Otherwise would want proof of the loan - loan agreement and evidence of repayments etc
     
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  8. Terry_w

    Terry_w Lawyer, Tax Adviser and Mortgage broker in Sydney Business Member

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    It shouldn't be an equity loan probably.

    And it is known as 'responsible lending' - see the NCCP Act.
     
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  9. Peter_Tersteeg

    Peter_Tersteeg Mortgage Broker Business Member

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    By the sounds if it you've already got everything in place. If your loans are fully offset or effectively fully paid via redraw, they can act as the equity loan. As long as you're careful, it should be fairly straight forward to claim the interest on these loans as well. Additional loans (which would be more expensive) may not be necessary.
     
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  10. Big A

    Big A Well-Known Member

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    Oh I see. Yes the banks want to come across like they are responsible and care about what's best for there customers. How noble of them. :p
     
  11. Nodrog

    Nodrog Well-Known Member

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    In our case I don’t get too hung up about the interest rate. I consider debt best used for exceptional equity opportunities “only”, then paid back ASAP. Even then it’s used very conservatively. Even with our Offset Account where interest can’t be claimed I’ll borrow for a great opportunity then pay it back as soon as next round of dividends / distributions / SMSF and PSS pensions arrive. Given the very short term the interest expense is negligible.

    One day this enthusiasm for high levels of debt will result in a lot of pain. I prefer to be conservative, use it wisely only for excellent opportunities then pay it back ASAP ready for the next generally infrequent worthwhile opportunity.
     
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  12. Big A

    Big A Well-Known Member

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    Thanks @Peter_Tersteeg . Yes I do have something in place that I can use already. I guess the line of thought is can I get a better rate and can I increase the amount I have available to me at that better rate and without the process being to painful.

    I know from a serviceability point we will have no issues at all. But the fact our income comes from ownership in a business and investment income which is all through company and trust holdings rather than individual ownership complicates the process.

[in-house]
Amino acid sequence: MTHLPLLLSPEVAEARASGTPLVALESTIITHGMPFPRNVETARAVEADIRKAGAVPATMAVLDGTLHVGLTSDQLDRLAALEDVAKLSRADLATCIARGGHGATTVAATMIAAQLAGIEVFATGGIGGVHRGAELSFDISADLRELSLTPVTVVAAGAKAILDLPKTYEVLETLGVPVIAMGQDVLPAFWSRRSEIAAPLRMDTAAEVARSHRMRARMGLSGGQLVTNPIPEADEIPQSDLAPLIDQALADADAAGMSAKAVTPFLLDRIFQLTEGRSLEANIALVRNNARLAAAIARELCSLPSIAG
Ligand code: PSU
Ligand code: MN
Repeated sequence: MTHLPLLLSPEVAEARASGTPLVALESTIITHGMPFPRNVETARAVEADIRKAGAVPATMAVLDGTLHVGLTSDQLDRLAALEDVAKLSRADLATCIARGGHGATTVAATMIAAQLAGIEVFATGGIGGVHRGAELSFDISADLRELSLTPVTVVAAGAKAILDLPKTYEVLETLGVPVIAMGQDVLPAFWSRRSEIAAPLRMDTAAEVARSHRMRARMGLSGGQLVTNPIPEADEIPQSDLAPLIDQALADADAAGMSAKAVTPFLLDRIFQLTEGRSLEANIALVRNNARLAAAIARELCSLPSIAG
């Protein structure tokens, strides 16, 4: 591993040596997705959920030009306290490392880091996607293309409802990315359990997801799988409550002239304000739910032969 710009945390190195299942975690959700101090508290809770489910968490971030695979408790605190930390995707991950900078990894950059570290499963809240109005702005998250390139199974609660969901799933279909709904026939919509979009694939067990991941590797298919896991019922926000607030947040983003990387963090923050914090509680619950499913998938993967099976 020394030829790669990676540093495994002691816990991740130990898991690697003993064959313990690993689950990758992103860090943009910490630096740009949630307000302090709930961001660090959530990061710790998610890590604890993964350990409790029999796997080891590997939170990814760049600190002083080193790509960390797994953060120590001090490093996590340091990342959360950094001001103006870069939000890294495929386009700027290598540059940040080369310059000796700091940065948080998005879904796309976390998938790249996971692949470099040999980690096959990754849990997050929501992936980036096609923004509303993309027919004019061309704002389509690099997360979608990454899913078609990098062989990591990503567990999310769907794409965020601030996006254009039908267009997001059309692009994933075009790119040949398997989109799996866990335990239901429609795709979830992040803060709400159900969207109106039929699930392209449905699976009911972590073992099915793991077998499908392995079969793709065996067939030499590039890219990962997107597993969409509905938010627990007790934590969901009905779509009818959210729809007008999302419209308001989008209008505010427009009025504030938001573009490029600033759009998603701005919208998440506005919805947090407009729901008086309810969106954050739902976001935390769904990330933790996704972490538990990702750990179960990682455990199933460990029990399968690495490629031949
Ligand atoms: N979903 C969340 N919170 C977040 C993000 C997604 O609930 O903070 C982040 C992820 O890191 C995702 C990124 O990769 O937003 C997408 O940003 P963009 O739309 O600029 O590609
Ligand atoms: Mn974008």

I have never been a fan of leveraging to invest outside of property. But with the option to borrow at 3% or below its something that I am now willing to consider. That's why I would only consider it against property to get the lower rates. Or else I have a significant non direct property investment portfolio that I could borrow against.
     
  13. Nodrog

    Nodrog Well-Known Member

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    +1
     
  14. Big A

    Big A Well-Known Member

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    Hey @Nodrog . Thanks for chiming in. I hold your opinions and advice highly.
    I am not to hung up on the interest rate as 3.29% is not terrible. But if I was going to increase the loan and go through the application process I might as well look for the best possible rate.

    Initially I was looking to have this available credit for the same purpose you mentioned. Which is a great equities buying opportunity. But now I am considering using some of it for just general investing in assets that I am reasonably comfortable will pay me a yield greater than the interest rate I am paying. These being the property trusts and mortgage syndicates I am already invested in. Again this would be at fairly conservative levels compared to the portfolio value. If I am comfortable enough having a majority of my wealth invested in these products then adding a small say 20% LVR worth of debt against the portfolio value at low rates is not unreasonable.

    Keep in mind I am still in full accumulation mode and earning income from work as well as investment income. Maybe if working income was to cease then I would be less willing to hold debt for additional investment.

    And this is why I want to increase the available credit. So I can use some for additional investments now and still have some spare ammo for when a equities buying sale comes along.
     
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  15. Terry_w

    Terry_w Lawyer, Tax Adviser and Mortgage broker in Sydney Business Member

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    Is there any reason to keep the main residence loan at $1.2mil?

    You could just debt recycle the lot and that would overcome the cash out restrictions and make the interest deductible if done right
     
  16. Madcatters

    Madcatters Active Member

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    What are these ways? I’m considering getting a top up soon but want to do that well in advance of securing another loan for an IP, so the top up funds may be sitting there unused for six months or so...
     
  17. Archaon

    Archaon Well-Known Member

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    Is it possible to pay the 400k split on the PPOR back, use those funds to buy equities, then borrow against the investment property to pay down the 400k split, or would the split need to be paid out?

    @Terry_w @Peter_Tersteeg ?
     
  18. Terry_w

    Terry_w Lawyer, Tax Adviser and Mortgage broker in Sydney Business Member

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    Yes, but why?
     
  19. Archaon

    Archaon Well-Known Member

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    A genuine reason to borrow against the investment property that is fully paid off.

    If the money borrowed on the IP paid the 400k split back, which was used to buy shares, wouldn't it still be investment borrowing and tax deductible?

    And if the split didn't need to be closed when the money was borrowed against the IP, couldn't you further use those funds to buy equities?
     
  20. Terry_w

    Terry_w Lawyer, Tax Adviser and Mortgage broker in Sydney Business Member

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    If the property is fully paid off you have to disclose the purpose of the loan when borrowing against it.

    But yes you are on the right track, you can loan recycle by paying off one loan, but not closing it and then reuse that loan with interest deductible on the thing it was used for - provided income producing.